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Quaker connection?

Discussion in 'Quaker ancestors' started by cinders, Apr 24, 2016.

  1. cinders

    cinders New Member

    My late father told me that his mother Ada Alice Penn b.1890 was a Quaker. However having researched the Penn family back to 1725 I can find no evidence to support this. My Penn family lived in Staffordshire, Monmouthshire and Lancashire. Ada Alice Penn married in a Register Office in Runcorn Cheshire. Is there anywhere I can look for a Quaker connection?
  2. Bob Spiers

    Bob Spiers LostCousins Superstar

    I'm not sure if this applies, but might Ada and her husband (I assume one James Bate married 1915/Runcorn) have converted to the Quaker religion at some point after marrying? So perhaps not an inherited family thing? I say this because in my own line (mid 1800's) I am aware that a family previously strong Baptists and the father in particular falling foul of strict Baptist rules concerning attendance, reputedly decided the family would consider becoming Quakers. As far as I can tell only one of the sons actually took to the Quaker persuasion, but that's a bye the bye, I just wanted to draw attention that people do convert to other religions.

    The other thing of course is to say the name Penn -and William Penn in particular (1644-1718) - was a famous early Quaker and of course gave his name to Pennslvania. Perhaps you can trace your Penn line via him or his descendants and perhaps your father had knowledge of this.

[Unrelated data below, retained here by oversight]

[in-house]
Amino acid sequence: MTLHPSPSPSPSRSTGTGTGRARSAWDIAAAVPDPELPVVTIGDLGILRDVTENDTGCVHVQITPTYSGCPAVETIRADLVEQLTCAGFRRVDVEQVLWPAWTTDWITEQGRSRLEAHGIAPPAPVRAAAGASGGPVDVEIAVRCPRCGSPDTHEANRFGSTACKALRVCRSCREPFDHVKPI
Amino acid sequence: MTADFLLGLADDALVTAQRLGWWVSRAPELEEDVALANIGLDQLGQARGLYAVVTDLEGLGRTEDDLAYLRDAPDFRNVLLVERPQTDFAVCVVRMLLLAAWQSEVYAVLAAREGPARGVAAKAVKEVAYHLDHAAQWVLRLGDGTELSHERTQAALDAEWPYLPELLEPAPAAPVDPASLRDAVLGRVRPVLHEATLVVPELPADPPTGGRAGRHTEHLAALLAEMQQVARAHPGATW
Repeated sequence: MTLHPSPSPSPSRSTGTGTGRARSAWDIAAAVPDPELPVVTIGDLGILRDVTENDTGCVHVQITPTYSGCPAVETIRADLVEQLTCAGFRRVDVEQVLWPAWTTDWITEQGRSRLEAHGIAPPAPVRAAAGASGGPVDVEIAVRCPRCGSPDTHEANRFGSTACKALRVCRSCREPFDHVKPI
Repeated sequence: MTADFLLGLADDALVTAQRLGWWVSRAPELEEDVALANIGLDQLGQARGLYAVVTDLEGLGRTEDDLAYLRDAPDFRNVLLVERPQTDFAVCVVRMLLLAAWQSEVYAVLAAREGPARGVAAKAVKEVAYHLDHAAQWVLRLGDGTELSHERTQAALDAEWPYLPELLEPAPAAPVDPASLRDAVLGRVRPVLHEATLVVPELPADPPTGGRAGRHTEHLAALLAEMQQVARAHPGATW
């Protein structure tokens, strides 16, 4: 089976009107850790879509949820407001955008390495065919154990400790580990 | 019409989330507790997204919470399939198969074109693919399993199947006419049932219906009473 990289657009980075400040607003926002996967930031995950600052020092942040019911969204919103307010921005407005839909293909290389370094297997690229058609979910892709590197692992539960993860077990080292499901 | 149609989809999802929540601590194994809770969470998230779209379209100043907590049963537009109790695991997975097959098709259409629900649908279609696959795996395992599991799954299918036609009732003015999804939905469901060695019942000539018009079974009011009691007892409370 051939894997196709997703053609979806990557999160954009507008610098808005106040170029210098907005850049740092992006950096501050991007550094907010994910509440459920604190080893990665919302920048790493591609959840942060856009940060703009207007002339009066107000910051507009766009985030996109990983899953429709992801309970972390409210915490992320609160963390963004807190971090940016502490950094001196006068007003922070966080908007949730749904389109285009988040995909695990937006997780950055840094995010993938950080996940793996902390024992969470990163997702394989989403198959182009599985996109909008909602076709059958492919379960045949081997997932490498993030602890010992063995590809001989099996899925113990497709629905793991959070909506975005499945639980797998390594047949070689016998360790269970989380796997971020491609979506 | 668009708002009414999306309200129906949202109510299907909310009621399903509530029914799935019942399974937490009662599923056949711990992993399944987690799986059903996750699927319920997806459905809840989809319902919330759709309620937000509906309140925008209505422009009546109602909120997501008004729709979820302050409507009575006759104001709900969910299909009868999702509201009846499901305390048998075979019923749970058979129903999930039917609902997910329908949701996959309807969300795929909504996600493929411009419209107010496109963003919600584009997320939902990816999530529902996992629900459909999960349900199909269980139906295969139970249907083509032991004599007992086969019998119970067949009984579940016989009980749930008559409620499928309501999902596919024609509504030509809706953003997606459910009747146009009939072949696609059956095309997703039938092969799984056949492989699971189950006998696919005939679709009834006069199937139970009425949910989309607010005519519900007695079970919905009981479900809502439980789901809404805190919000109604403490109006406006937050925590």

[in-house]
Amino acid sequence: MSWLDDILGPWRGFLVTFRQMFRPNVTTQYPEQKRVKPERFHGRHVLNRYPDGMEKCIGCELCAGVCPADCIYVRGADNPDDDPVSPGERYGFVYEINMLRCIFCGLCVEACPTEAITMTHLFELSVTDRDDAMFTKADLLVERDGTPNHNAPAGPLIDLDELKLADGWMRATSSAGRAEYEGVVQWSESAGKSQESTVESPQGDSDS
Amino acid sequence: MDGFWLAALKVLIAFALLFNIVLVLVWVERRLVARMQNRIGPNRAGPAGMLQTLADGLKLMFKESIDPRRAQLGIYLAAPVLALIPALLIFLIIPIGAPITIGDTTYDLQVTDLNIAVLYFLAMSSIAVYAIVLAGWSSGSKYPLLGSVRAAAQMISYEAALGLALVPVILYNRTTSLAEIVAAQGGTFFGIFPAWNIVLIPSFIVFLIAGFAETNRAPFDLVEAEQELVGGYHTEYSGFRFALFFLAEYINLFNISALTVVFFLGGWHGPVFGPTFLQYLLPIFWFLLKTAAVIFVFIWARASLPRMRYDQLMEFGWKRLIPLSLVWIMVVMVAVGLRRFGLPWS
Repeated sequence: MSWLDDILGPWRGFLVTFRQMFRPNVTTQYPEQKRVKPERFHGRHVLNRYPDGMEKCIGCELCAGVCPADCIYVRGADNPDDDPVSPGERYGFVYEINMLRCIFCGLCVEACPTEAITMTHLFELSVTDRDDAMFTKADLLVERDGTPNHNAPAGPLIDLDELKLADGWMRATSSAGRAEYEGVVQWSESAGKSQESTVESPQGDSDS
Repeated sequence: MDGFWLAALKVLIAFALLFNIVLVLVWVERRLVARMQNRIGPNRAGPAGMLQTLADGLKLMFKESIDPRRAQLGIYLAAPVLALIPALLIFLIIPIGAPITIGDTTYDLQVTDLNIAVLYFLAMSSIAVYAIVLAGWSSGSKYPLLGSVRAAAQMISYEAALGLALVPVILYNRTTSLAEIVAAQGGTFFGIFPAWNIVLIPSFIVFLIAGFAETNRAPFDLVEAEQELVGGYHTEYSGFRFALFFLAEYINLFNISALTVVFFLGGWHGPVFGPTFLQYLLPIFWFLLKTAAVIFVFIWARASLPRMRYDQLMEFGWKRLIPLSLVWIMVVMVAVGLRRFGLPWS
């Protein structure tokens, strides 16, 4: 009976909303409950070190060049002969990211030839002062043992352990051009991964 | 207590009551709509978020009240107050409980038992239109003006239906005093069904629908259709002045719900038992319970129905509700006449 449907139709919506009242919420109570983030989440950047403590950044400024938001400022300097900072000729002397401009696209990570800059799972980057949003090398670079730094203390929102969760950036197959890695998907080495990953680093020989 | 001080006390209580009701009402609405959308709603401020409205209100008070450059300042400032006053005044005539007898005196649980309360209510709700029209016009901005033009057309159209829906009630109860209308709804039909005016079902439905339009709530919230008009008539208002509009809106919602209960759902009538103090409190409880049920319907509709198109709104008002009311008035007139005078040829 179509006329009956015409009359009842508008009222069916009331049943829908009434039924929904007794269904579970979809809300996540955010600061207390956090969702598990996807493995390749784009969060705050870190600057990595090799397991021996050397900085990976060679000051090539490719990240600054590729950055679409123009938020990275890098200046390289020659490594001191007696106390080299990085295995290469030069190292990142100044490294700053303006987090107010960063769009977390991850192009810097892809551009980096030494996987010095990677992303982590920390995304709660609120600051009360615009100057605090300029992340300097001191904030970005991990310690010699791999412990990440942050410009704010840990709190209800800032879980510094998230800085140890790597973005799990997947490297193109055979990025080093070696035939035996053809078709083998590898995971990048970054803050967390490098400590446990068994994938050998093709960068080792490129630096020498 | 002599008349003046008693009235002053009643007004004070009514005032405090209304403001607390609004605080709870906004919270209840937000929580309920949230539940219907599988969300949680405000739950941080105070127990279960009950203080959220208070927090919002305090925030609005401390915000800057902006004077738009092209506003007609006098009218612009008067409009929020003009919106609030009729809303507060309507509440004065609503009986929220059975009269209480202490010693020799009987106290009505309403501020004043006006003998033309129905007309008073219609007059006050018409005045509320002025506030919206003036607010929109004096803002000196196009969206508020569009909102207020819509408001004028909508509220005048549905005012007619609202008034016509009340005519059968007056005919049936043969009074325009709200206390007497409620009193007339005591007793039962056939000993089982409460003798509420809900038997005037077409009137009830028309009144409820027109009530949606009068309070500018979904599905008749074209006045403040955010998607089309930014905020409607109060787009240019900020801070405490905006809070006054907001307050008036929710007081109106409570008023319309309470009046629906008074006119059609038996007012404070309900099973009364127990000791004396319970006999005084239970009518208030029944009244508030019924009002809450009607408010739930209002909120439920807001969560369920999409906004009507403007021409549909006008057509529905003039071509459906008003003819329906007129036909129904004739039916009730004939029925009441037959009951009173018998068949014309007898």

Ancestry by the way has an awful lot about the life and work of William Penn and fair number of records concerning Quakers in its Card Catalogue although with a lean to US Quakers. FMP also has Quaker records within its Record sets.
  3. Puddles

    Puddles LostCousins Member

    My Grandfather would almost always say to visitors to his home "We're all friends here, you'll be asked once and then you help yourself". It was something we heard day in and day out and I didn't think much about it until I found Quaker connections going back to 1659, a marriage between William Farrer and Mary Dixon in Greyrigge, Kendal (Greyrigg). It's not my direct line and I can't yet find a connection but because the names of people who married into and out of this line and mine are so similar (and perhaps unusual or possibly regional) I think there must be a connection. I have photos of people on the Quaker line and the similarities between them and our line are remarkable.

    William James Farrer (1845 - 1906), known as "the man who fed Australia" is a dead ringer for my Great-Grandfather Farrer, they could be twins but they aren't. One day I will go to the Farrer district of Canberra to see William's statue and to lay flowers on his grave ..... it's just one reason to do a round the world trip.

    William James's mother was a lady names Sarah Brunskill and the Brunskill family appear in my own branch of the tree - either as relatives by marriage or in property dealings. I have not established who many Farrers and how many Brunskills there are in the correct area over time and I should do so just in case they were common regional last names.

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